Commentary: High court nominees deserve a quick hearing and vote

The Fort Worth Star-TelegramApril 9, 2010 

Justice John Paul Stevens hasn't even retired yet and already there's talk about Senate Republicans filibustering President Barack Obama's next Supreme Court nominee.

Could we back up for just a minute and take a breath?

Stevens, who turns 90 on April 20, is the oldest and longest-serving of the court's members. He was nominated by President Gerald Ford, a Republican, in 1975 but is often pegged in media shorthand as the leader of the court's "liberal wing," a description that doesn't do justice to his nuanced, not always predictable, sometimes eclectic views.

His departure would give Obama a second high-court appointment in two years. (Justice Sonia Sotomayor was the first.)

Stevens recently told major publications that he was mulling retirement in the next couple of years.

That set off the flurry of speculation and jostling for political advantage that Beltway insiders do so well.

On Fox News Sunday, Senate Judiciary Committee member Arlen Specter of Pennsylvania, who became a Democrat last year after 43 years in the GOP, said Stevens should wait because gridlock could cause a Republican filibuster in this election year.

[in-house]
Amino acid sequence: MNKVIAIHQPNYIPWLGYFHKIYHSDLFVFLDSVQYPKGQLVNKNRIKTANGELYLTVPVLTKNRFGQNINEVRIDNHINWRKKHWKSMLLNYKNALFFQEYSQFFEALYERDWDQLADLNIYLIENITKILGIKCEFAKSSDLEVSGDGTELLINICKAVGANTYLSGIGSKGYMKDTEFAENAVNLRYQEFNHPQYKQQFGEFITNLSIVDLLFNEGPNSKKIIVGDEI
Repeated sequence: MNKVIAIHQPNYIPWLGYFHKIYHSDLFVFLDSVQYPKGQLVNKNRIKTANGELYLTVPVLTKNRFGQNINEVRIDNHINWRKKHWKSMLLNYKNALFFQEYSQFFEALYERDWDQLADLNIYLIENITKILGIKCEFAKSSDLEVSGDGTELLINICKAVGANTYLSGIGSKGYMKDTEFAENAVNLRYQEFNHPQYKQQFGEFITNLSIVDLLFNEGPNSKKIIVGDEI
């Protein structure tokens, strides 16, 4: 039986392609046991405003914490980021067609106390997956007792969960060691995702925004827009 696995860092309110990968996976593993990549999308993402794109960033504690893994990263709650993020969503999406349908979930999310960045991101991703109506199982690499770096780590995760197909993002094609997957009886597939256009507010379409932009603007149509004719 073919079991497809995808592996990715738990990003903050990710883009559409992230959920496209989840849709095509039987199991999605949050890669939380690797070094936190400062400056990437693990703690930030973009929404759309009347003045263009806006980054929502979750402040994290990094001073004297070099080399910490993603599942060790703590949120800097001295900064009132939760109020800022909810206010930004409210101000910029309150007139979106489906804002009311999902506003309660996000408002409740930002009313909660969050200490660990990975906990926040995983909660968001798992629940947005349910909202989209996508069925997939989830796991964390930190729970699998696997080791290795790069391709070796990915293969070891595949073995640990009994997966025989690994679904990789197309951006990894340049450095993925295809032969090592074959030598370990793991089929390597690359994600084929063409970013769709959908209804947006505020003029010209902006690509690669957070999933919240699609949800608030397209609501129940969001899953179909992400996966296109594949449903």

Sen. Jon Kyl, an Arizona Republican who's also on the Judiciary Committee, said on the same program that the response will depend on "what kind of person" is nominated, then cautioned that Obama should not nominate someone "with preconceived attitudes" or an "overly ideological person."

Reality check: Any lawyer or judge with the brainpower and self-assurance to occupy one of nine seats on the highest court in the land is going to have some preconceived notions about the law. He or she has thought deeply about the Constitution and the judiciary's role in the grand scheme.

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